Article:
The Popes’ Palace—Avignon, France (photo credit: Keith Vassalotti). The Popes’ Palace, located in Avignon, France, was once the center for Catholicism during unrest in Rome.

Listed as a World Heritage Site by UNESCO, the Popes’ Palace is among the top 10 visited monuments in France with more than 650,000 visitors yearly. The palace is a symbol of the church’s influence in the western Christian world in the 14th century. Covering nearly 162,000 sq. ft., the palace is the largest medieval Gothic building in Europe and the biggest Gothic palace in the world.

In 1305, Pope Clement V decided to relocate to Avignon, France in order to avoid political unrest in Rome. Settling in France, the construction of the palace began in 1335 and was completed in less than 20 years. As time passed, each new pope added to the palace, which now has 10 towers, and it came to symbolize the powerful influence of the Catholic Church. Europe’s most extensive library was located inside the palace, and it became a favorite spot for composers and musicians.

Despite its magnificence, many of the popes knew that the papal power would eventually be returning Rome. In 1376, Pope Grégoire XI managed to restore order in Rome, but two years later, upon his death, a new Italian Pope was elected in Rome while opposing cardinals elected another pope to rule from Avignon. The Popes’ Palace symbolized the rift in the Catholic Church.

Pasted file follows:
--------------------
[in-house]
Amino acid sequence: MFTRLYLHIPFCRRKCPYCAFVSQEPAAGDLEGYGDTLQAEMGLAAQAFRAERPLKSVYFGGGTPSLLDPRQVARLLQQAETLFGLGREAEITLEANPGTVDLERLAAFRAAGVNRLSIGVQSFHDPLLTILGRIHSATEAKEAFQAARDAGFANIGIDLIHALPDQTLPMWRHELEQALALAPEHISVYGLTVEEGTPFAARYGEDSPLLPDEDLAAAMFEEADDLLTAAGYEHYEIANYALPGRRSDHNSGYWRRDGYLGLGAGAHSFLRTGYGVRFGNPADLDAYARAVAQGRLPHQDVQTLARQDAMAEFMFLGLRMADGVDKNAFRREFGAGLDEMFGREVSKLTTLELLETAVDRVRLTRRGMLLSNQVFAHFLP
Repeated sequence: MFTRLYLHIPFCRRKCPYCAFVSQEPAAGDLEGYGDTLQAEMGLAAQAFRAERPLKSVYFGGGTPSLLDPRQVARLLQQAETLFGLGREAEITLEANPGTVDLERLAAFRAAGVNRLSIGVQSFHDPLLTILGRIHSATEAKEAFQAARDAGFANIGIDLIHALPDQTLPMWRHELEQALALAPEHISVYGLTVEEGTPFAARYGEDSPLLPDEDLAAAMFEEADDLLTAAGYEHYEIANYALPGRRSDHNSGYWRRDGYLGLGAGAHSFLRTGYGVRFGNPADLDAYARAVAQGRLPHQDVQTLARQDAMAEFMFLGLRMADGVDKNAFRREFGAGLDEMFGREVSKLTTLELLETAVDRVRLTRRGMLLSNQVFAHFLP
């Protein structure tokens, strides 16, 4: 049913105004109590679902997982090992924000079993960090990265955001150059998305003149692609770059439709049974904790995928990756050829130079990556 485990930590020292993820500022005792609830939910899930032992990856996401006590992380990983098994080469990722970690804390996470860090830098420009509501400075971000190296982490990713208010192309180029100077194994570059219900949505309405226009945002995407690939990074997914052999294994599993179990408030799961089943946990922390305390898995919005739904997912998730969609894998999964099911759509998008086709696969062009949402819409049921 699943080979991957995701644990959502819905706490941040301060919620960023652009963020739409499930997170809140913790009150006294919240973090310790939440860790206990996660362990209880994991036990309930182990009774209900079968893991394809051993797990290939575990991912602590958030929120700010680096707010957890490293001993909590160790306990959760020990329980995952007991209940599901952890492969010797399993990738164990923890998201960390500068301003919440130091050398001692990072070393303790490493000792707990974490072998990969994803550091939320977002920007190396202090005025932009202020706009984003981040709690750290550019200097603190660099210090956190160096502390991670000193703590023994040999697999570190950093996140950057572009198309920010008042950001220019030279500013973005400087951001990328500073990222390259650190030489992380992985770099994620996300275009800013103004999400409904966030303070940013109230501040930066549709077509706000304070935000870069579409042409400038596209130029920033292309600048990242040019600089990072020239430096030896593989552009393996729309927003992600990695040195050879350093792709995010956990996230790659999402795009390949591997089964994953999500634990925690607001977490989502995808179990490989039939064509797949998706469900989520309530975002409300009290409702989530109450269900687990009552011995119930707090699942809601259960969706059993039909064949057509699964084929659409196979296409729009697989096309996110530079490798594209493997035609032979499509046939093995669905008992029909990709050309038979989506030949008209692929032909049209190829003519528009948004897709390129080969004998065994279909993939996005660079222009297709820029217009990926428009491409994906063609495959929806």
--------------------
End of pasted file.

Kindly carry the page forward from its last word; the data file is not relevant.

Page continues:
The palace continued to embrace arts and culture, but it was diminishing as the headquarters of Catholicism. By the time Benedict XIII took power in 1394, the church was deeply divided, and many Catholics were uncertain if their loyalty was to Rome or Avignon. The palace endured two sieges, and then in 1403, the papal dynasty transferred permanently back to Rome.

Today, visitors can tour the site and see more than 20 rooms, scenes of historical events, the pope’s private chambers and the murals painted by the famous Italian artist Matteo Giovannetti. The Popes’ Palace also offers continuous cultural activities throughout the year. A major art exhibit is displayed in the Great Chapel during the summer, and the most prestigious performances of the Avignon Theater Festival are held in the courtyard of the palace during July.

The Popes’ Palace is open 365 days of the year and costs about $17 to tour the palace and bridge.

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Kelly Wise Valdes has been writing for the Osprey Observer since 2008. She graduated in 1989 from Florida Southern College with a B.S. in Communications and enjoys writing and traveling. She currently resides in northern Hillsborough County with her husband, David. When not traveling and writing, Kelly and her husband enjoy spending time with their five grown children (as well as their grandchildren) that still keep them very busy.